Articles Posted in Conservatorships

On March 4, 2017, firm partner Alexander R. Ginzburg attended the South Bay Bar Association Probate Section Luncheon with the Honorable Los Angeles Superior Court Judges: Hon. David J. Cowan (Department 79), Hon. Maria E. Stratton (Department 5), Hon. William P. Barry (Department 67). The focus of the Probate Luncheon was technological changes being incorporated by the Los Angeles Superior Court and its effect on the Probate Department, litigants, and attorneys.

Ginzbug & Bronshteyn, is also, proud to share that firm partner Yasha Bronshteyn recently obtained a favorable trial verdict in excess of $900,000.00 for the Petitioner and Conservator of the Person and Estate he represented. The theories of recovery were based on conversion of conservatee’s real property, Elder abuse, and the power of the court to adjudicate an estate’s claims against persons charged with embezzling, concealing, or otherwise wrongfully taking or retaining property belong to the estate. (Probate Code §850(a)(2)(D) & Probate Code §859). In addition, our offices were to show that the level of fraud, malice, and oppression was so high to sustain an award of punitive damages in addition to double damages under Probate Code §859.

Our offices have been successful in helping families with the Conservatorship Process when a loved one is declining in their abilities. The Standard of Proof for a Conservatorsip is as follows:

On November 15, 2016, firm partner and trust litigator, Yasha Bronshteyn attended the 2016 Legislation Program sponsored by Beverly Hills Bar Association – Trusts and Estates Section.  An informative event put together by the Beverly Hills Bar Association Trusts & Estates Section.  The focus was on trusts, conservatorships, and probate estates.

A conservatorship is generally established for the care of mentally or physically disabled individual. Often conservatorship are associated with our aging population and disease such as Alzheimer’s or cognitive deficits such as dementia. Limited Conservatorships are a subset of conservatorships for developmentally disabled individuals. On the other-hand a guardianship is provided for the care of minors.  Unfortunately, with the aging population the financial abuse of the elderly is a quiet and common occurrence.   Seeking a conservatorship may be an effective method of protecting an older individual from financial abuse of a stranger or family member.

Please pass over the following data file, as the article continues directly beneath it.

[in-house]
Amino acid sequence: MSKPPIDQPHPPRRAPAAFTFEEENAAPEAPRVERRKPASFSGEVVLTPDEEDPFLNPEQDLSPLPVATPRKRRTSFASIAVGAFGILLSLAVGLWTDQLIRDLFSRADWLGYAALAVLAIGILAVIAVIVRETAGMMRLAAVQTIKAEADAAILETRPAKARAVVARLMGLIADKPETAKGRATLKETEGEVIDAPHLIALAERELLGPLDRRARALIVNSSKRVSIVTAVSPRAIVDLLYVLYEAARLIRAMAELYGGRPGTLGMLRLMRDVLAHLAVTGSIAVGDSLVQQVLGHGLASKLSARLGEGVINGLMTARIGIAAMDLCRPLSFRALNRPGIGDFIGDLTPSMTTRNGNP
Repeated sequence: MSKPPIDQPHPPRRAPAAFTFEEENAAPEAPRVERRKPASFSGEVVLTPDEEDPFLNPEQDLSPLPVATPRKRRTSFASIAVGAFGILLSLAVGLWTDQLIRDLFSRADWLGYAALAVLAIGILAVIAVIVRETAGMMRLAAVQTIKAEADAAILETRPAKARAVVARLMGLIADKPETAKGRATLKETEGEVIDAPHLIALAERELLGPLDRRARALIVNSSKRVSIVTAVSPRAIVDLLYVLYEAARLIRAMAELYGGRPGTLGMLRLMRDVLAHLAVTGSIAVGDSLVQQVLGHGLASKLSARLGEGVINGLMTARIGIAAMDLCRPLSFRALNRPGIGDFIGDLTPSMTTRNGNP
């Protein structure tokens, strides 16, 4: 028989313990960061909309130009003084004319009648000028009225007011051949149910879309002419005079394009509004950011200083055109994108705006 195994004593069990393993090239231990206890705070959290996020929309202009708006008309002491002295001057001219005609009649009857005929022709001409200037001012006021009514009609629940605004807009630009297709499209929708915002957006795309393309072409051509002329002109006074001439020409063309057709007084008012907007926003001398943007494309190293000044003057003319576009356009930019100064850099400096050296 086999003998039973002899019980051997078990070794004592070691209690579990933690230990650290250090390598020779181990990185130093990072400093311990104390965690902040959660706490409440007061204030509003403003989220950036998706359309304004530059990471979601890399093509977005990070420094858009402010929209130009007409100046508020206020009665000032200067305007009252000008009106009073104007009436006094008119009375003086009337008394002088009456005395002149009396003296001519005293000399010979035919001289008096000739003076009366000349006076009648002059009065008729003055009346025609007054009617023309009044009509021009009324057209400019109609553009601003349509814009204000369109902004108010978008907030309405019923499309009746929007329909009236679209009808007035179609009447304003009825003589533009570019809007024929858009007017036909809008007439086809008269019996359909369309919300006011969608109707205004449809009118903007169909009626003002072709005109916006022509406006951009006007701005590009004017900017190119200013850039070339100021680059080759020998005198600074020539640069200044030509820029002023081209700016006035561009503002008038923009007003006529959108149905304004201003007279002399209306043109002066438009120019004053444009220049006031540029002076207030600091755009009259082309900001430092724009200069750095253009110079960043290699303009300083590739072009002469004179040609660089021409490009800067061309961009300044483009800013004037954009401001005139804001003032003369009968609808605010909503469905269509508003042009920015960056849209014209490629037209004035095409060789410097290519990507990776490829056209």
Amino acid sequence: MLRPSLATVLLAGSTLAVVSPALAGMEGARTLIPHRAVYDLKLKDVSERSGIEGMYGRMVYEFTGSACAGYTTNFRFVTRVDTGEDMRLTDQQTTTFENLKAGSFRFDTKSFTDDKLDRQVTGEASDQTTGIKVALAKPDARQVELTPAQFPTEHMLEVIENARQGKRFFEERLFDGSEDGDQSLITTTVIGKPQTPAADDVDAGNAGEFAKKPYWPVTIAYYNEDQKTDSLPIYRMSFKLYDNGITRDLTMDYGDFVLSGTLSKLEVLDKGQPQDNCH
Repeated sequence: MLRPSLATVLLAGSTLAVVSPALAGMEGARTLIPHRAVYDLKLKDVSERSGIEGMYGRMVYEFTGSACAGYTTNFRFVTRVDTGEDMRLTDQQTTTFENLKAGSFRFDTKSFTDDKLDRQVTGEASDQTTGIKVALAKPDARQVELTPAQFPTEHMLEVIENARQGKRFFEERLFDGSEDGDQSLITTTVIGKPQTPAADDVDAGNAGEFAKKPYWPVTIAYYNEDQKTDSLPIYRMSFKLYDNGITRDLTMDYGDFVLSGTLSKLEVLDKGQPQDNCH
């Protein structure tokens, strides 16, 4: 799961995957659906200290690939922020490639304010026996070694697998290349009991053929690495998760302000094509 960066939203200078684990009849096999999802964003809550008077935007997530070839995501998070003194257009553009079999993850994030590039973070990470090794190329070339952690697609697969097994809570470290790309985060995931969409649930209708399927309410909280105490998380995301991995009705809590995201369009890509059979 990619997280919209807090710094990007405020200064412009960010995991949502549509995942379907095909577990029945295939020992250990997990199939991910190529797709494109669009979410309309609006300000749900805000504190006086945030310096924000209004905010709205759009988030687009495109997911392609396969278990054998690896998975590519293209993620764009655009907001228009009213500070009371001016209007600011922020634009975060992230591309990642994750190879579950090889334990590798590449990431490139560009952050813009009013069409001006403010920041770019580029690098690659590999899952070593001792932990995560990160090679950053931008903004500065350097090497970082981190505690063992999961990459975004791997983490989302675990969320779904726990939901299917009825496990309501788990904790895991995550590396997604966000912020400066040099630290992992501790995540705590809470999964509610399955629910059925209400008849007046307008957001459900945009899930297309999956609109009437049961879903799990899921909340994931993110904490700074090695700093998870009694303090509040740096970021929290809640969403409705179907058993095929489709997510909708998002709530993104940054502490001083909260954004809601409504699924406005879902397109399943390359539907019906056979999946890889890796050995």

Among new bills in 2016:

Citing a new California law that strengthened the voting rights of people with developmental disabilities, the Judge Kelety, of the San Diego Superior Court, said the injured man, David Rector, may not be barred from the voting booth.  Mr. Rector lost [his voting] rights in 2011 when a conservator after a brain injury left him unable to walk or speak. The new standard for disqualifying a conservatee from voting is established by SB 589, most prominently in an amendment to Elections Code section 2208(a)3 , as follows: (a) A person is presumed competent to vote regardless of his or her conservatorship status. A person shall be deemed mentally incompetent, and therefore disqualified from voting, if, during the course of any of the proceedings set forth below, the court finds by clear and convincing evidence that the person cannot communicate, with or without reasonable accommodations, a desire to participate in the voting process, and . . . [a] conservator for the person or the person and estate is appointed pursuant to Division 4 (commencing with Section 1400) of the Probate Code.

The Standard for a Conservatorship

  • Clear and Convincing Evidence is required, “so clear as to leave no substantial doubt”